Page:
So, yeah, we’ve not done all that we can. I’m hopeful that with regard to this incident at this time with this president that we can make progress in ways that we have not in the past.”

Finally, whites will be formally enslaved by blacks.  Maybe by the end of Barack Obama's fourth or fifth term.  After all, we can't let the Thirteenth and Fourteenth Amendments stand in the way of "social justice," now can we?

Exit question: Holder is leaving, right?  Sure seems like it's taking him an awfully long time to finish cleaning out his office.  When I was given the bum's rush fifteen months ago, it didn't even take an hour.

White House Slams Rubio Over His Attacks On Cuba Deal

by JASmius

Or, at least, they think they did:

The White House on Thursday hit back against Florida Senator Marco Rubio's harsh attacks on President Barack Obama's plans to normalize relations with Cuba, saying he should back the deal because he supported the confirmation of an ambassador to China earlier this year.

"One of the leading proponents of this strategy of shutting off funding for the construction of this embassy and appointing an ambassador to Cuba is Senator Rubio, of course," White House press secretary Josh Earnest told reporters at a daily news briefing....

What does Senator Rubio voting for the confirmation of former Senator Max Baucus (D-MT) as ambassador to Red China have to do with blasting O's sellout to the Castro brothers?  Good question, although I do see what they were trying to go for:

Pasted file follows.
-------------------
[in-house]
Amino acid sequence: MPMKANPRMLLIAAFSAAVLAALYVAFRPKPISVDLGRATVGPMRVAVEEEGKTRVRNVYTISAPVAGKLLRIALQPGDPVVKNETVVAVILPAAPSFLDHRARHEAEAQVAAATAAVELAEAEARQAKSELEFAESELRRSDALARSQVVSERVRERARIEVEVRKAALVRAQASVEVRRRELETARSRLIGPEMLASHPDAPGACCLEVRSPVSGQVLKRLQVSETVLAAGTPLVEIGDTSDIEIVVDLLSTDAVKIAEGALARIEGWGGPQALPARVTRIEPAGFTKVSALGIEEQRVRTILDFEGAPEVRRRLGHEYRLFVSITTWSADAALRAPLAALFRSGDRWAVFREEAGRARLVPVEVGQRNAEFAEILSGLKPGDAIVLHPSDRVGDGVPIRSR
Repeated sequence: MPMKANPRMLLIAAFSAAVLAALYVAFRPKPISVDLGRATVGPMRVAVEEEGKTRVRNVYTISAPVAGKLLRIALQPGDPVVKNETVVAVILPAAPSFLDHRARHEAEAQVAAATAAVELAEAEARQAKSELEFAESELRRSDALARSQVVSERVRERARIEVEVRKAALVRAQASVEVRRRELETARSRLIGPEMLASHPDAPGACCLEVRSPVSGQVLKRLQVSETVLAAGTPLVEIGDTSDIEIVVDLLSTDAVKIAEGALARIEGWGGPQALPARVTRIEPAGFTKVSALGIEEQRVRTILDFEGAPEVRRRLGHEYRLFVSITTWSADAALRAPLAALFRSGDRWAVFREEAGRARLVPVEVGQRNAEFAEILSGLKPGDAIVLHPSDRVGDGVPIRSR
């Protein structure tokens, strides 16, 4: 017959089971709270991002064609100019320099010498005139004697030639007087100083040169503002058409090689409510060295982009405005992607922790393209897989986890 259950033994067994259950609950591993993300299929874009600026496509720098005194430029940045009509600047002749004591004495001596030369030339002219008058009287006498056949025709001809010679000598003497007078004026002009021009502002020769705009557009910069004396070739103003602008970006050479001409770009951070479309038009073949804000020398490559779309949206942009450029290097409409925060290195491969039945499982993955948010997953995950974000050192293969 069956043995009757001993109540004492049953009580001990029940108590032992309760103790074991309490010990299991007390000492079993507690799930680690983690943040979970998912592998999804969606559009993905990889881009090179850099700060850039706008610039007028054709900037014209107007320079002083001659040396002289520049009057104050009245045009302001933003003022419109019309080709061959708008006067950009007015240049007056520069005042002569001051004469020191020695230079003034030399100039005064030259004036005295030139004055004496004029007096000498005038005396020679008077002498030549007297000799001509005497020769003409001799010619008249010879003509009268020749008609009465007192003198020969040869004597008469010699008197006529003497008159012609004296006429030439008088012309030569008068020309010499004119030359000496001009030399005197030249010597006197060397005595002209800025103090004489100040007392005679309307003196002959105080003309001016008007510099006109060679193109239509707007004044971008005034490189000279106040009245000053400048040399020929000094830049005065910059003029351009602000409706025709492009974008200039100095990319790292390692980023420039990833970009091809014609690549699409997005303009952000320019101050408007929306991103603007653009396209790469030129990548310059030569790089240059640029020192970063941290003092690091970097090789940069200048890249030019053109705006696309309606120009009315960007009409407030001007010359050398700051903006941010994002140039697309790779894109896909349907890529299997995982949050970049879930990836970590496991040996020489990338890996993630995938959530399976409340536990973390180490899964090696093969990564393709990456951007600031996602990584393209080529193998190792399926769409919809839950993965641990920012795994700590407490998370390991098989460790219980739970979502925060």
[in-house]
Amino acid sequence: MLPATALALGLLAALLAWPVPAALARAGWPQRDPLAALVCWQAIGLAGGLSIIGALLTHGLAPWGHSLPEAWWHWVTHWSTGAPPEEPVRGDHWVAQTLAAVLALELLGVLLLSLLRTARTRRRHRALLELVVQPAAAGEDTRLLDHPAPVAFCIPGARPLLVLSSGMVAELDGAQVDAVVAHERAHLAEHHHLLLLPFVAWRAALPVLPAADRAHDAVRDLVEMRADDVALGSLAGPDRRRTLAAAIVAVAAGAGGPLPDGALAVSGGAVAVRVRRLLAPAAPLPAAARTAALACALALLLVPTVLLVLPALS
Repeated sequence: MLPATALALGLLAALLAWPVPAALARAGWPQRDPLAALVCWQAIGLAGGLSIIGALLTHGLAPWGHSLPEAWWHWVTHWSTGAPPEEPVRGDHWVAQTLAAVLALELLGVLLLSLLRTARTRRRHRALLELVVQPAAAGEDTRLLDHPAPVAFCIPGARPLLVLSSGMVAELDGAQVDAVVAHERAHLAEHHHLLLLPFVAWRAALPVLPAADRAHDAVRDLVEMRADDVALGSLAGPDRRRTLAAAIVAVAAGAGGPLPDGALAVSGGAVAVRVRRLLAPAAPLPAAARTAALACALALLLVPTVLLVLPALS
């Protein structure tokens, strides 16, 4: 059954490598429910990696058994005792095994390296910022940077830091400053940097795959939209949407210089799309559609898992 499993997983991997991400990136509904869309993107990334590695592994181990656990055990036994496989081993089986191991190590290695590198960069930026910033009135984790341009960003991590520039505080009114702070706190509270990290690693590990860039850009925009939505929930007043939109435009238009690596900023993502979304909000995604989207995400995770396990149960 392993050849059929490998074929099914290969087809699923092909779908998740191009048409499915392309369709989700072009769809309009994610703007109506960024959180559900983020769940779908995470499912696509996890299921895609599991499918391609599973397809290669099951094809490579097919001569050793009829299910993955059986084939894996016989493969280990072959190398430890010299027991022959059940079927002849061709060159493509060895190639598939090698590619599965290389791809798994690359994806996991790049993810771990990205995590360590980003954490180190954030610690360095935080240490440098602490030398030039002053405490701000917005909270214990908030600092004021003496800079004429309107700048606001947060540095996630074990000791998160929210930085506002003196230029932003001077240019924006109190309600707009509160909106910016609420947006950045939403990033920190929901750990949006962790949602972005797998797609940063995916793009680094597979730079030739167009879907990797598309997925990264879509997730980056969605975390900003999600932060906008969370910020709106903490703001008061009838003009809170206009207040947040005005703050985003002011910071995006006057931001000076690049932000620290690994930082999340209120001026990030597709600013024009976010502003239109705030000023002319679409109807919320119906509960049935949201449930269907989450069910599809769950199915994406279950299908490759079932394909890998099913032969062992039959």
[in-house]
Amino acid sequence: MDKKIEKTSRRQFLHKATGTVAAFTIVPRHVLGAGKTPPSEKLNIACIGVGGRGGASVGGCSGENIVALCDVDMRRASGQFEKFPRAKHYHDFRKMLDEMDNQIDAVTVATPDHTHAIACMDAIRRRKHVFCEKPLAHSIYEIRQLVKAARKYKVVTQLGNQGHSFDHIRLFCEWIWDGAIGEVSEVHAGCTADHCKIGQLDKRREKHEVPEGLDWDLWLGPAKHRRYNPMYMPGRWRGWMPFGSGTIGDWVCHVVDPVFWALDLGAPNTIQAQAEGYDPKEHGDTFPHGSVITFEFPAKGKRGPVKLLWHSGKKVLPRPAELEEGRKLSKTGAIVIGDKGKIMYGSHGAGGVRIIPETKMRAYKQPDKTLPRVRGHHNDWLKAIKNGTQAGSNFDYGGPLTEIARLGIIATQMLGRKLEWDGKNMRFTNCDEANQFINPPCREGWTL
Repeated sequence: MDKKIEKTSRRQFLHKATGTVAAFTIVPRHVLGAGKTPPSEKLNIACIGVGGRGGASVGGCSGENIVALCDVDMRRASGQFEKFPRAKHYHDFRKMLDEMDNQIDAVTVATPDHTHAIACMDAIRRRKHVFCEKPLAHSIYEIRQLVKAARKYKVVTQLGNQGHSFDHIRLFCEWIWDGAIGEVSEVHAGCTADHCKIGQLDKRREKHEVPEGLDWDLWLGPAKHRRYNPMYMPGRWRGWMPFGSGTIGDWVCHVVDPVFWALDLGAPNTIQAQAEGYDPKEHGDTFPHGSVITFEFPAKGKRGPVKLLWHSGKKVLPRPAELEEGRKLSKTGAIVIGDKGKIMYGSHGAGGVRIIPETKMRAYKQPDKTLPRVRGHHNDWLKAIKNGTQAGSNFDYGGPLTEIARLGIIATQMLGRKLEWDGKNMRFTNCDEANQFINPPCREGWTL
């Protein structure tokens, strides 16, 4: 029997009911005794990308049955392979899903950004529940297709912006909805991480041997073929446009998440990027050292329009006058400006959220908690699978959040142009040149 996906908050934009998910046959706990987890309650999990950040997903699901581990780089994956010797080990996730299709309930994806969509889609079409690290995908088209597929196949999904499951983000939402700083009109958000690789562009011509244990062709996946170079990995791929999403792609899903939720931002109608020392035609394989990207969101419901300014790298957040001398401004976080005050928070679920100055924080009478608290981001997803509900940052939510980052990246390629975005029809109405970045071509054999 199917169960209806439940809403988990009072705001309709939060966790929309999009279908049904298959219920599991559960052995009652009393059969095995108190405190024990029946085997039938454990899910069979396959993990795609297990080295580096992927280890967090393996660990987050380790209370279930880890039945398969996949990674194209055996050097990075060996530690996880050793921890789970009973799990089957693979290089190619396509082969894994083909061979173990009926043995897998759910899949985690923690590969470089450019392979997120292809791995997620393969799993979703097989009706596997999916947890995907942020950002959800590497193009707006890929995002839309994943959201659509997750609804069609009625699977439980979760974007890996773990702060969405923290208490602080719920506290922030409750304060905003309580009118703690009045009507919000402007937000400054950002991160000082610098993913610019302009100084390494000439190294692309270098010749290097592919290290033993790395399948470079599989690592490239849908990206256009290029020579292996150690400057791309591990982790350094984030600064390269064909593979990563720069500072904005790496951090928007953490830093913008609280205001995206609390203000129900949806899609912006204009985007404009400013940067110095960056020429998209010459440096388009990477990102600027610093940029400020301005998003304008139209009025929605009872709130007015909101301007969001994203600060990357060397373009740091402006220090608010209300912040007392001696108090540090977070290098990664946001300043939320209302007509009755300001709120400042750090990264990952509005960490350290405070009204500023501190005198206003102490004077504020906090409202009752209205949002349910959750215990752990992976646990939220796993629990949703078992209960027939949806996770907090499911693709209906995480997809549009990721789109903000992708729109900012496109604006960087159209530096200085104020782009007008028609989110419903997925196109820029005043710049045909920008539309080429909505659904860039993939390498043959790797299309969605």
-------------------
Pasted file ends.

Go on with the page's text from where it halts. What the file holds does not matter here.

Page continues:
Citing Rubio's statements from the confirmation hearing of former Democrat Senator Max Baucus as Beijing ambassador in January, Earnest hinted that those comments conflicted with his statements on Wednesday about Havana.

China has long been under attack for its human-rights abuses. Baucus was confirmed by the Senate Foreign Relations Committee, of which Rubio is a member.

"In thinking about this," Earnest continued, "it occurs to me that it seems odd Senator Rubio would be reluctant and, in fact, actively seeking to block the appointment of an ambassador to Cuba when earlier this year he voted to confirm the ambassador to China that the president nominated."...

"The other thing I noticed that, in the context of those hearings, Senator Rubio said something that this administration wholeheartedly agrees with," Earnest said. "Let me read it to you."...

He then read Rubio's comment from the January 28 hearing:

"I think you'll find broad consensus on this committee and I hope in the administration, that our embassy should be viewed as an ally of those within Chinese society that are looking to express their fundamental rights to speak out and to worship freely.

"We think the exact same thing can be said of the new embassy in Cuba," Earnest said.

Ha ha, White House caught Rubio in a "gotcha!".  But not much of one.  The gaping difference between the two is that relations with Red China have been normalized for over forty years.  I'm sure Senator Rubio feels the same way about the ChiComms as he does the Castro brothers, but there's no way at present that diplomatic relations with Beijing are going to be severed, so he was making the best of an unsavory situation.  But we also have to remember that the primary justification for President Nixon's opening to the PRC was that it is a major global power, and it was silly to simply pretend that it didn't exist.  I'll leave it to y'all to decide whether that was sufficient reason to recognize the ChiComms, but it's now a fait accompli.